DE Mario Williams Vs. DE Julius Peppers, Chicago Bears
Aside from total sacks, Mario Williams was a much better and more productive player this season than Julius Peppers. Williams was the more stout run defender, and contributed more playing time to his team. Williams recorded 46 tackles, forced two fumbles, and got to the quarterback 10.5 times this year, while Peppers contributed 39 tackles, one forced fumble, and 11.5 sacks. Peppers received five votes, while Williams didn’t receive a single one.
Williams batted down three passes, while Peppers deflected two. Williams generated 38 hurries, while Peppers had 32. Williams was leaps and bounds ahead of Peppers in terms of run defense, making 35 stops at or behind the line of scrimmage, while Peppers recorded just 15.
DT Kyle Williams Vs. DT/DE Haloti Ngata, Baltimore Ravens
Another productive Bills player that didn’t receive an All-Pro vote, while the more popular name of similar production received five. Kyle Williams was the third most disruptive interior lineman in the National Football League, generating 45 quarterback pressures, while the Baltimore Ravens’ hybrid defensive end/ defensive tackle generated 38. Ngata made 51 tackles compared to Williams’ 46, but both had five sacks. Williams was the better run defender of the two, making 27 stops at or behind the line of scrimmage, compared to Ngata’s 19. Ngata also missed four tackles.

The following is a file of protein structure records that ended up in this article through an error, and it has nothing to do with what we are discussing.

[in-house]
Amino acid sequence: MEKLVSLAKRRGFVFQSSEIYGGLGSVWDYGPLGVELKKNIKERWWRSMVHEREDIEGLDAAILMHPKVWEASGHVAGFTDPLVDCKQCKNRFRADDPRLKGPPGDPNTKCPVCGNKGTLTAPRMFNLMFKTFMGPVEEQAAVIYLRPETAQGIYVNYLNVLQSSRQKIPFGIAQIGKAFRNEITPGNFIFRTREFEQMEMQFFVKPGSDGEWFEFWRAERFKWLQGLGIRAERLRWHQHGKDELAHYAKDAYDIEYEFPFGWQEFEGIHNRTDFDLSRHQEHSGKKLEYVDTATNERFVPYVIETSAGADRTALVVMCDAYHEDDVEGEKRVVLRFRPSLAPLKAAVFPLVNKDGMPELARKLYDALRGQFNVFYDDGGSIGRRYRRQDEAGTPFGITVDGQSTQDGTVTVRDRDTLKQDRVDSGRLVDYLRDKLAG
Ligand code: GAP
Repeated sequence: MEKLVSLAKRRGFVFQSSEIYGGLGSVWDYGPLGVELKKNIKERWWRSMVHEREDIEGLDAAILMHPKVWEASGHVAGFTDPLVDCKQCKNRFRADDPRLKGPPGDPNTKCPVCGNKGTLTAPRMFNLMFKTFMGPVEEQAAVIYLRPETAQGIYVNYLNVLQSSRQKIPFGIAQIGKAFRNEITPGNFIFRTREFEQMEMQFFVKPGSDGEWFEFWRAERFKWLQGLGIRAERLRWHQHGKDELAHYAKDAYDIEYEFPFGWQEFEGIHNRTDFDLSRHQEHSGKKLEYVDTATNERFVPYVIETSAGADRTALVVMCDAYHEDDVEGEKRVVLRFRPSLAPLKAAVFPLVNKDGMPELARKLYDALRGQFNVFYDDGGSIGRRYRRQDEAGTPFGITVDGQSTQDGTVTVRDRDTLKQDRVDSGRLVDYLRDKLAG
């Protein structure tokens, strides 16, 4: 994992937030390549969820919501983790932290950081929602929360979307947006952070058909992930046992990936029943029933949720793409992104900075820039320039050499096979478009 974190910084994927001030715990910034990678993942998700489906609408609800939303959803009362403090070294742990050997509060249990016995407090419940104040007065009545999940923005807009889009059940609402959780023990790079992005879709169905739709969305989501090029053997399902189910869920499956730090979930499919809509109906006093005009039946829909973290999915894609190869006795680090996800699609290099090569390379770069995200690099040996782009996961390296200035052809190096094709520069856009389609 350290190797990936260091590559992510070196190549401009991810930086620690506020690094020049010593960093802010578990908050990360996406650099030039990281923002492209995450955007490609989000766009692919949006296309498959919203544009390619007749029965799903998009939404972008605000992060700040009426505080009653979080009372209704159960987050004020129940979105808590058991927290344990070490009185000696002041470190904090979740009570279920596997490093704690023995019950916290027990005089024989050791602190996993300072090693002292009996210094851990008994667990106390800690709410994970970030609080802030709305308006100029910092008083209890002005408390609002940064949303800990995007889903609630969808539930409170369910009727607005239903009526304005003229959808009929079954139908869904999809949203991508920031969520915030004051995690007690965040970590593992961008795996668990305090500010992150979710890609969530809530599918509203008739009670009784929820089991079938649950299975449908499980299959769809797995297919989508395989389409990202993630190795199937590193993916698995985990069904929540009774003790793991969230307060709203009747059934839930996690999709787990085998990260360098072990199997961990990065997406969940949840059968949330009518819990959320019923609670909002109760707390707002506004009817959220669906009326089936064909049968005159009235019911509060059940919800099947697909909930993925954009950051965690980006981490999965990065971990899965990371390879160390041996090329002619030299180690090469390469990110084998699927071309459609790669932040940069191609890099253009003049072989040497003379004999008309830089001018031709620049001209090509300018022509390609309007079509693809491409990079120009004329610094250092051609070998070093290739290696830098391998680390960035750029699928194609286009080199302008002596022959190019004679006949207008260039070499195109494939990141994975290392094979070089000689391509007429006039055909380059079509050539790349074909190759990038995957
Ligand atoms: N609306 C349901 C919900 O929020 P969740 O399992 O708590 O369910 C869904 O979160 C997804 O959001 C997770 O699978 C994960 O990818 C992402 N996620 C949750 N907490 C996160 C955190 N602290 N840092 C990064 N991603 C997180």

Williams was the far greater overall player as well, grading out with a +29.4 score in terms of run defense, pass rushing, and coverage, while Ngata scored a +8.7.
CB Stephon Gilmore Vs. CB Champ Bailey, Denver Broncos
Stephon Gilmore was thrown to the wolves in his rookie season, acting as the Buffalo Bills’ No. 1 cornerback, being asked to cover opposing No. 1 wideouts week-in-and-week out. Champ Bailey has been recognized as one of the best defensive backs in the National Football League for several seasons, but how does the Bills’ rookie compare to the Denver Broncos’ 14-year veteran?
Gilmore made 61 tackles, defended 16 passes, made an interception, and forced three fumbles. Bailey recorded 66 tackles, defended just nine passes, and had two interceptions. While Bailey participated in seven more coverage snaps, Gilmore was the more targeted cornerback of the two, as opposing quarterbacks passed in his direction 87 times. Bailey was targeted 74 times. Gilmore allowed 49 receptions to Bailey’s 40. While the two players’ statistics were very similar, Bailey received eight votes, while Gilmore probably didn’t even cross the mind of a voter.
Returner Leodis McKelvin Vs. David Wilson, New York Giants
Leodis McKelvin returned both kicks and punts, while the New York Giants’ rookie running back exclusively returned kickoffs. However, McKelvin was ProFootballFocus’ top rated special teams return man. Jacoby Jones of the Baltimore Ravens was definitely deserving of his All-Pro selection, but was Wilson?
McKelvin returned 18 kickoffs, averaging 28.3 yards per return, while returning 23 punts for an 18.7 yards per return, finding the endzone twice. David Wilson returned 57 kickoffs, averaging 26.9 yards per return with a touchdown. However, if you eliminate his great performance against the New Orleans Saints, he had just 1,306 return yards, no touchdowns, and an average of 24.6 yards per return.